, The separator is in pipe connection with the boiler, the pipe having a control valve interposed therein and in entry connection with the boiler at a suitable point or location, and of determined size to permit a stream of water to be drawn or forced out from the boiler under internal boiler pressure, carrying therewith sludge water, which usually is injurious to the metal of the boiler structure and boiler operation when permitted to unduly accumulate therein. I

35 The separator is of baflle type and constitutes a closed shell having an inlet, preferably axially in one end, a pair of outlets at or toward the opposite end, and is interiorly partitioned by a plurality of spaced, perforated or foraminous 40 plates with the perforations or apertures in the adjoining plates relatively in staggered arrangement for dispersing the fluid conducted therethrough and compelling its passage in an irregular course through and between the bafiles,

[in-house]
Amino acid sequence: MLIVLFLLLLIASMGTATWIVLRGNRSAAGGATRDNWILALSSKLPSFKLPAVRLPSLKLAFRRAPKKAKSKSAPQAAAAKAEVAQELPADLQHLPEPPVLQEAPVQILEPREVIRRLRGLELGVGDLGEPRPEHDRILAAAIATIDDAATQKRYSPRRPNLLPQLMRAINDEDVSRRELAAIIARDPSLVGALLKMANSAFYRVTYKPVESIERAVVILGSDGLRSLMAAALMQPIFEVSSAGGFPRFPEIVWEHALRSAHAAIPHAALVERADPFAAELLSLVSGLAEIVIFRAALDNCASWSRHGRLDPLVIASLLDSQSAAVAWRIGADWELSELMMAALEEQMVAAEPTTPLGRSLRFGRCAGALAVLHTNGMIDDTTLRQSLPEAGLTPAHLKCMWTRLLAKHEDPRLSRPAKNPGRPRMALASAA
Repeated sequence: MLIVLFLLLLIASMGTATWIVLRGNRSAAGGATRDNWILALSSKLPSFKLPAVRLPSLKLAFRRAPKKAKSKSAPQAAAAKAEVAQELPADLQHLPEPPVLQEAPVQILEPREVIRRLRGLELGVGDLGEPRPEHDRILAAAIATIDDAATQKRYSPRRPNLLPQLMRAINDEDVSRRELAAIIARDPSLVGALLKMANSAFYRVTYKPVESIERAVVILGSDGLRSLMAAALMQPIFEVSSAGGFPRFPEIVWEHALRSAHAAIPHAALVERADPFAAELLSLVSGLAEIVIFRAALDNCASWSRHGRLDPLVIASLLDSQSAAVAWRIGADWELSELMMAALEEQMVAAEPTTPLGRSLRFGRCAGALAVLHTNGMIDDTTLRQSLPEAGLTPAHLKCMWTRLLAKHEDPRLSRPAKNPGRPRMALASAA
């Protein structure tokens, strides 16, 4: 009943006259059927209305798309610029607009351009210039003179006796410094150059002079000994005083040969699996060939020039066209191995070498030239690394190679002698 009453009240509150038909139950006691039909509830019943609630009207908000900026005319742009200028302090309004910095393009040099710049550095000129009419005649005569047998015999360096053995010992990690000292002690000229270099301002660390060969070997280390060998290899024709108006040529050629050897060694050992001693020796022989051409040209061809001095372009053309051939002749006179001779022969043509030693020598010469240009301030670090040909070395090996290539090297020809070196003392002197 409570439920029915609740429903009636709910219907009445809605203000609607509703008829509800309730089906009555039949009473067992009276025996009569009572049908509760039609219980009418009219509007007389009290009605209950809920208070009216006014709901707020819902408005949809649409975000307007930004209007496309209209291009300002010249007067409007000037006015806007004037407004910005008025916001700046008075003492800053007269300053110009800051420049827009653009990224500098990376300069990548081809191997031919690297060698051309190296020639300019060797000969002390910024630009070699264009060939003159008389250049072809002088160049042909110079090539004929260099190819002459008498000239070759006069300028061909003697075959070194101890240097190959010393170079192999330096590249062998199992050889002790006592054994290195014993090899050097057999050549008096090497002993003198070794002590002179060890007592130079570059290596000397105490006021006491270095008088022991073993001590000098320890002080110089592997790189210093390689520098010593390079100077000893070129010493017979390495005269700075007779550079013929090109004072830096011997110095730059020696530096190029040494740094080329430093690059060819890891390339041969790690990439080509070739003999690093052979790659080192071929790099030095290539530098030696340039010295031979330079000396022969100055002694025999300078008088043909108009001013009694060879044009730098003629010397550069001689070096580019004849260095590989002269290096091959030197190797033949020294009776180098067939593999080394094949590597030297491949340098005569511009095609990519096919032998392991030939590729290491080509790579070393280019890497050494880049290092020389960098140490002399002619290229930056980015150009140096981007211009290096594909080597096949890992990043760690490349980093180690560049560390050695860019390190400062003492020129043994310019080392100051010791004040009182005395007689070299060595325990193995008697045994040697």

thereby reducing its force to approximately that of the atmosphere and separating the steam emitted from the hot liquid sludge for a divisional and separated discharge of said products.

An object of the invention is to provide a sep 50 arator, primarily for steam boiler sludge removal systems, whereby foreign matter-present in the water supplied in the boiler is discharged from the boiler while it is in operation and under the pressuredeveloped therein, for draining 55 the liquid sludge or discharge at a reduced presand foreign matter contained in the boiler feed sure and reduced temperature to the ground, and separately escaping at a highermost elevation the steam and vapor emitted from the liquid sludge within the separator for dissipation into the atmosphere. 5